besttomb

This is probably the grandest of them – the old man handing over a sack of coins to what may be his son, or might be his wife…

Two are far simpler – were these the poorer citizens with pretensions or those dying at the very start or end of the thriving of this mystery town, when standards were far lower?

simpletombstone

At the centre of the town – and no doubt important to its prosperity – was a giant temple, its precincts covering 3,600 square metres, which was no doubt a centre of pilgrimage. It seems to have hedged its bets – having served a number of deities, including these three Gaulish gods (the one on the right three-faced, wearing a head-dress of deer antlers). While just outside its walls were the first temple to Mithras found in France (they’ve since been many more of course), and another to Cybele.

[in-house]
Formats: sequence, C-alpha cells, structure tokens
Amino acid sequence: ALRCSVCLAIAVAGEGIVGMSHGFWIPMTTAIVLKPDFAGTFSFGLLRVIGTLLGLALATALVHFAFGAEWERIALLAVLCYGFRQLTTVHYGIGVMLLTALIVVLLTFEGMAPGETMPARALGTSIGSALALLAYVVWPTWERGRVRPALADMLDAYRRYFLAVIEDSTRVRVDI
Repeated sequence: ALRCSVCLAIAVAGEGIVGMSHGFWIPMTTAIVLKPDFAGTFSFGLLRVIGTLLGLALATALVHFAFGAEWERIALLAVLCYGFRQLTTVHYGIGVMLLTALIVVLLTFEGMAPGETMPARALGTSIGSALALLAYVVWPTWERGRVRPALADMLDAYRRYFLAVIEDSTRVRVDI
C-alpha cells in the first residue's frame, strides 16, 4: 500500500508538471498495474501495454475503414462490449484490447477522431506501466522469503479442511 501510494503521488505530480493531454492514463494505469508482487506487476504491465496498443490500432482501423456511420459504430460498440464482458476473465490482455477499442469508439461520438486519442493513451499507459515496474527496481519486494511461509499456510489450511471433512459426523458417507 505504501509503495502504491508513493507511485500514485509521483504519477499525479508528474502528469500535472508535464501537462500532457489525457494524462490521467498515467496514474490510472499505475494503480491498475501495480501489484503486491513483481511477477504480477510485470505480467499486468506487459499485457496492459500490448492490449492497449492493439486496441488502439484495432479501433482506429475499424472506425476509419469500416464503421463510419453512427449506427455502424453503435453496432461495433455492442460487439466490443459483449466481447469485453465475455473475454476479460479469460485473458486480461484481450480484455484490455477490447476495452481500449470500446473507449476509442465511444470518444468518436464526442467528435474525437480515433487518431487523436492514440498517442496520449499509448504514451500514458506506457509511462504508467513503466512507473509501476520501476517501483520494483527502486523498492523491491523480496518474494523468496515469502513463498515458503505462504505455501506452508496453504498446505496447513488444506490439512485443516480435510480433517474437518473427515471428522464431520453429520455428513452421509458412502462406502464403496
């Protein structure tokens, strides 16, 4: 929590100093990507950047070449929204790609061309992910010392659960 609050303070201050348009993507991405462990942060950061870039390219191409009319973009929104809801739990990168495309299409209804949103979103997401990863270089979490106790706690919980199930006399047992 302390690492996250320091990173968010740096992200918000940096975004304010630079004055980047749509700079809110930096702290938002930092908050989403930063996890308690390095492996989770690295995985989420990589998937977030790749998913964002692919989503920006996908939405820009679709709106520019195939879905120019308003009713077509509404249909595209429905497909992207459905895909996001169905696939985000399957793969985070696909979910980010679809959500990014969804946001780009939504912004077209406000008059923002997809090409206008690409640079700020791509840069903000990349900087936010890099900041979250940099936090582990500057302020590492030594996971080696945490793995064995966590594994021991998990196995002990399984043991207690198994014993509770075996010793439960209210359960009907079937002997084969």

gaulgods

 

Venus also must have been an object of worship – there’s a lovely collection of small votive statues to her, featuring many different hairstyles: possibly a carver with a sense of adventure, or who was just bored…

venus

The Merovingian section is small but illustrative. There are several burials, which give a very strong sense of the simplified life: one has the essentials, a sword, a beltbuckle (no doubt part of the burial costume), and a small clay offering vessel, like one of these …

merovingianpots

Although for the richer glass was still a possibility…

merovingianglass

Pottery technology had undoubtedly declined, although this article has an interesting discussion of the quality of metalwork in varying periods.

There’s one example here of what I think of a typical sign of the Merovingians – their sarcophagi: simple but impressive. (There are several in the church in Anost.)

merovingiansarcophagus

Two practical notes: the museum is near the pedestrianised centre of town, and not particularly well sign-posted. Probably easiest to park in the free parking in that area and head out on the Dijon road. Look for the signs to the Bibliotheque, which is beside it and rather better highlighted. If you want to see the archaeological site itself, there are guided tours doing the Jours de Patromoine in September.